Shallow water marine habitats represent some of the most diverse and productive habitats on earth. This module provides an overview of the key factors influencing their ecology and will also consider the biology of the organisms therein, the scientific study of shallow water habitats and the analysis, evaluation and communication of marine ecological data.

    • MBIO221 Marine Molecular Biology

      The application of molecular techniques in marine biology has revolutionised our understanding of marine life, from individuals to ecosystems. This module provides a foundation in the concepts and techniques underlying these developments.

    • OS204 Waves, Tides and Coastal Dynamics

      This module provides an introduction to the characteristics of ocean waves and focuses on how waves and tides interact with the coast and drive the coastal processes that result in shoreline erosion and accretion.

    • OS207 Scientific Diving

      This module allows suitably qualified students (HSE SCUBA or equivalent) to develop industry and research-relevant skills in measurement and monitoring in the underwater environment using professional SCUBA and related techniques. These will then be applied in a multi-disciplinary context to the planning, execution, analysis and reporting of a field-based sampling activity.

    • OS209 Marine Remote Sensing

      This module introduces the theory underlying remote sensing using introductory lectures and laboratory practicals. An opportunity to apply the theory in the remote sensing context is provided by boat and computing work. Remote sensing imagery is introduced early in the module and students work on image enhancement, analysis and interpretation in the latter part of the course, supported by theory lectures and/or workshops.

  • Optional placement year
  • During your third year, you’ll have the opportunity to do a work placement, for six or 12 months. Alternatively you’ll be able to choose a work-based learning module, alongside your studies.
    Core modules
    • BPIE336 Marine Biology related Placement

      A 48-week period of professional training spent as the third year of a sandwich programme undertaking an approved placement with a suitable company. This provides an opportunity for the student to gain relevant industrial experience to consolidate the first two stages of study and to prepare for the final stage and employment after graduation.

  • Final year
  • Your final year of study provides the opportunity for you to focus on your chosen areas of interest. You’ll conduct an extensive personal research project, applying the skills and methods you've learnt. You’ll also choose from a range of modules driven by the research interests of our staff, again giving you the opportunity to specialise and tailor your work towards your career goals, while studying at the cutting edge of marine biology.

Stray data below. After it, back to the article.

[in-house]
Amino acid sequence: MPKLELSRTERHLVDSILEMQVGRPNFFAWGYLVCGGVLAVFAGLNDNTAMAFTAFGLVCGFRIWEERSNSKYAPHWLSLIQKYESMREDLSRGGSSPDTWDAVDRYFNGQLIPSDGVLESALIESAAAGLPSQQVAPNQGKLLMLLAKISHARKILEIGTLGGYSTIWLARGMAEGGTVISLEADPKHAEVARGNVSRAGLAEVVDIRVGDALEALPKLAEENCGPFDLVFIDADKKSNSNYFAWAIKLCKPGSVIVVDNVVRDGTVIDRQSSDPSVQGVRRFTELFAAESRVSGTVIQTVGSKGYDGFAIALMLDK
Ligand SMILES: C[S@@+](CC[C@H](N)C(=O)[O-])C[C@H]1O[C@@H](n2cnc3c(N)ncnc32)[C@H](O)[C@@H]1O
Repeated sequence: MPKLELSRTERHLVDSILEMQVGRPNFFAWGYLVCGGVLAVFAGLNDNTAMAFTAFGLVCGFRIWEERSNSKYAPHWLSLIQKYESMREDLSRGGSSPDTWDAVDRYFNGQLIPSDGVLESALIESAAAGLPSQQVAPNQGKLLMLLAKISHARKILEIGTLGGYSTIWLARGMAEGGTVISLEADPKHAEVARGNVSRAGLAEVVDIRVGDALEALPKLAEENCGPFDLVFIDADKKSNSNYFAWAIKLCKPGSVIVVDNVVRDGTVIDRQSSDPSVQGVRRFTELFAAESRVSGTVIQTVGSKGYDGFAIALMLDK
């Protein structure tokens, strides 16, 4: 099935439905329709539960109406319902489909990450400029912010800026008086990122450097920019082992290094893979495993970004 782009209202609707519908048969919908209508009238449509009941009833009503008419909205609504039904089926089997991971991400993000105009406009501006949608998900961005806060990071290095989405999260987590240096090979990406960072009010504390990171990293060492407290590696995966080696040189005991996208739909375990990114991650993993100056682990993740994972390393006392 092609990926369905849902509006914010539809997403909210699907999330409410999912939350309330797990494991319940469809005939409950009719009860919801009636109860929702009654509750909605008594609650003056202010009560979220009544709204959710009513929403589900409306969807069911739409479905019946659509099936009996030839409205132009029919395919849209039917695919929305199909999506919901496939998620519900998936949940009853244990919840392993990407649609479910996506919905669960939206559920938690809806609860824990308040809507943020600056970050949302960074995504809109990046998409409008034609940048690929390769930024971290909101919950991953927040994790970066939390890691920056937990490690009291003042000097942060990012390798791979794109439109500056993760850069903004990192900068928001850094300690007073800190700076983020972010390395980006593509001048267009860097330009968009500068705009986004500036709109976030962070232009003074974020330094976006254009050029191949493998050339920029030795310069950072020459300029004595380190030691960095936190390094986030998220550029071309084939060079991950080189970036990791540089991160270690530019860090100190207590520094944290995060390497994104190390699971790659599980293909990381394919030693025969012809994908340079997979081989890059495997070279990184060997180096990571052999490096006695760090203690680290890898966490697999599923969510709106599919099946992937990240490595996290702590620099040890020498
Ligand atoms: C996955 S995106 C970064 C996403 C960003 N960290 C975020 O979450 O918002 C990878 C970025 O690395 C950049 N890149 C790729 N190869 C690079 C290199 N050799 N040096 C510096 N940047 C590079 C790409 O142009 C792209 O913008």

Core modules
    • MBIO313 Personal Research

      This module comprises a research study element, which includes the collection, analysis and interpretation of data; researching relevant literature and report writing and a literature review of a topic addressing wider issues of relevance to their field of research study.

    • MBIO341 Biological Oceanography

      This module provides a study of the key physical, ecological and organismal processes in the marine environment and introduces a range of biological studies in applied marine science.

    Optional modules
    • BIOL311 Ecotoxicology

      This module provides a detailed analysis of the concepts and principles of ecotoxicology, with an emphasis on evaluation of ecotoxicological techniques and methods for assessment of impacts of pollutants on the aquatic environment.

    • MBIO325 Marine Algae: Eco-Physiology and Utilization

      This module provides a comprehensive coverage of selected topics on the inter-relationships between marine macroalgae and their environment, with particular emphasis on physiological and cellular responses to natural and anthropogenic stresses. It also introduces the global importance of marine algae as a resource utilized by humans and presents a critical overview of the methods used in seaweed aquaculture.

    • MBIO327 Marine Ecology

      This module considers the processes and mechanisms that affect the development and structure of marine communities through a discussion of the current evidence base, recent concepts and theories relating to multiple life histories stages of marine species from around the globe and experimental testing of behavioural processes. This will be followed by an investigation of the nature and significance of key processes in structuring marine communities.

    • MBIO339 Ecology and Conservation of Marine Vertebrates